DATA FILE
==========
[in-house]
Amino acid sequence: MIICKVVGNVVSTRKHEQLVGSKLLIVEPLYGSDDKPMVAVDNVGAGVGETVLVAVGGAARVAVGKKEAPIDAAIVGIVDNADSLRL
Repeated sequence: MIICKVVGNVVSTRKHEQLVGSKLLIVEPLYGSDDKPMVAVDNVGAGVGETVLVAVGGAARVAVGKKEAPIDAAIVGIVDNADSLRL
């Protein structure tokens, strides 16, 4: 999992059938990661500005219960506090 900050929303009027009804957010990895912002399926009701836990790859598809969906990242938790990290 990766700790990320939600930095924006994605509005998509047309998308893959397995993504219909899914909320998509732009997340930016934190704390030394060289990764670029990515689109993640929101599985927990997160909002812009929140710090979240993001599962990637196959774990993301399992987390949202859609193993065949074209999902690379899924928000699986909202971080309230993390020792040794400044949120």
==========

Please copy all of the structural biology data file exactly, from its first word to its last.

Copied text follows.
[in-house]
Amino acid sequence: MIICKVVGNVVSTRKHEQLVGSKLLIVEPLYGSDDKPMVAVDNVGAGVGETVLVAVGGAARVAVGKKEAPIDAAIVGIVDNADSLRL
Repeated sequence: MIICKVVGNVVSTRKHEQLVGSKLLIVEPLYGSDDKPMVAVDNVGAGVGETVLVAVGGAARVAVGKKEAPIDAAIVGIVDNADSLRL
């Protein structure tokens, strides 16, 4: 999992059938990661500005219960506090 900050929303009027009804957010990895912002399926009701836990790859598809969906990242938790990290 990766700790990320939600930095924006994605509005998509047309998308893959397995993504219909899914909320998509732009997340930016934190704390030394060289990764670029990515689109993640929101599985927990997160909002812009929140710090979240993001599962990637196959774990993301399992987390949202859609193993065949074209999902690379899924928000699986909202971080309230993390020792040794400044949120």